ISLAMABAD: Pakistan on Monday expressed solidarity with Turkey as the country grapples with a currency crisis that saw the lira plunge as much as 20% last week against the US dollar.
The Turkish lira has nosedived after a political clash with the United States intensified and investors fretted about the Turkish government’s lack of action to tackle the problems plaguing its economy.
The Foreign Office issued a statement expressing Pakistan’s opposition, in principle, to imposition of unilateral sanctions against any country.
“The solution to any and all issues should lie in dialogue, mutual understanding and goodwill. Any steps or actions to the contrary only undermine the peace and stability and make the solution to a problem more difficult and intractable,” the statement read.
Pakistan acknowledges and greatly appreciates Turkey’s invaluable role towards regional and international peace and stability. It is also a vital member and engine of the global economy, the Foreign Office continued.
The statement added, “The people and the Government of Pakistan reiterate their strong support for the Government and the people of Turkey in their quest for peace and prosperity, and as always, will continue to stand by them towards the achievement of these shared goals.”
Turkey is under a speculative attack as the recent developments in the lira cannot be explained by the country’s economic fundamentals, Isbank chief executive Adnan Bali said on Monday.
The lira has lost more than 40 percent of its value against the dollar so far this year over worries about the state of the economy and a bitter diplomatic spat with the United States.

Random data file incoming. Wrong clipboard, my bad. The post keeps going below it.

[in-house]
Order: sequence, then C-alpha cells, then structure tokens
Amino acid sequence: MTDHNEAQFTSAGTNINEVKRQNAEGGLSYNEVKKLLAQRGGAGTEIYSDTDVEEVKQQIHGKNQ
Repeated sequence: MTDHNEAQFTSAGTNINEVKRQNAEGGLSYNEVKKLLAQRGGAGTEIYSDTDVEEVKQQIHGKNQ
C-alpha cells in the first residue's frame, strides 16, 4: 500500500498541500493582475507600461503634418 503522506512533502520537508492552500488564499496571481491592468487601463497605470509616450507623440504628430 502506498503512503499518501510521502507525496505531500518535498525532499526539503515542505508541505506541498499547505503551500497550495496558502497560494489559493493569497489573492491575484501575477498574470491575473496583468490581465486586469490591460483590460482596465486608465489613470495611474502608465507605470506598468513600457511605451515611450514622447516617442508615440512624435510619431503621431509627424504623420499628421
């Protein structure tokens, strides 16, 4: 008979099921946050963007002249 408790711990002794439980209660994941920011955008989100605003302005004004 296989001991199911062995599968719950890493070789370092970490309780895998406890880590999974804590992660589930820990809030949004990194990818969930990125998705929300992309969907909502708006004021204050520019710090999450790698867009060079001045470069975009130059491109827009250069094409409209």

It hit a fresh record low on Monday in early Asia Pacific trade and its tumble of 18 percent at some point on Friday has spread to global markets.
“This is a serious speculative attack,” Bali said. “I can not explain the point we have arrived with economic fundamentals,” he said, echoing Turkish President Tayyip Erdogan who said the country was the target of an economic war.
To shore up the lira, Turkey’s central bank on Monday pledged to provide liquidity and cut lira and foreign currency reserve requirements for Turkish banks. Investors have repeatedly said a rate hike from the central bank is needed to restore trust.
“You may not like it but whatever is needed for interest rates within the rules of economic discipline will be done. One would have to go under chemotherapy if needed, interest rates are similar,” Bali said.
Erdogan, who has called himself the “enemy of interest rates,” wants cheap credit from banks to fuel growth, but investors fear the economy is overheating and could be set for a hard landing. His comments on interest rates have heightened perceptions that the central bank is not independent.
The rise in the dollar squeezed profit margins and also increased risky assets, Bali said, but he added that there was no outflow of deposits over the past week, when the lira’s tumble accelerated.
The Turkish lira dropped again by almost eight percent Monday on fears that the economic crisis gripping Turkey could spill over into the global economy.
With investors already on edge over the China-US trade war, the lira´s collapse sparked a sell-off in Europe and New York at the end of last week, with safe haven assets including the Japanese yen and Swiss franc rallying.
The lira dived to a record low of 7.24 to the dollar at one point overnight, before recovering slightly after the country´s finance minister said Ankara was planning to roll out an “action plan” on Monday in response to the crisis.
That was followed by the central bank saying it was ready to take “all necessary measures” to ensure financial stability, easing reserve requirements for lenders and promising to provide them with liquidity.
– Reuters/Web Desk (Newsone)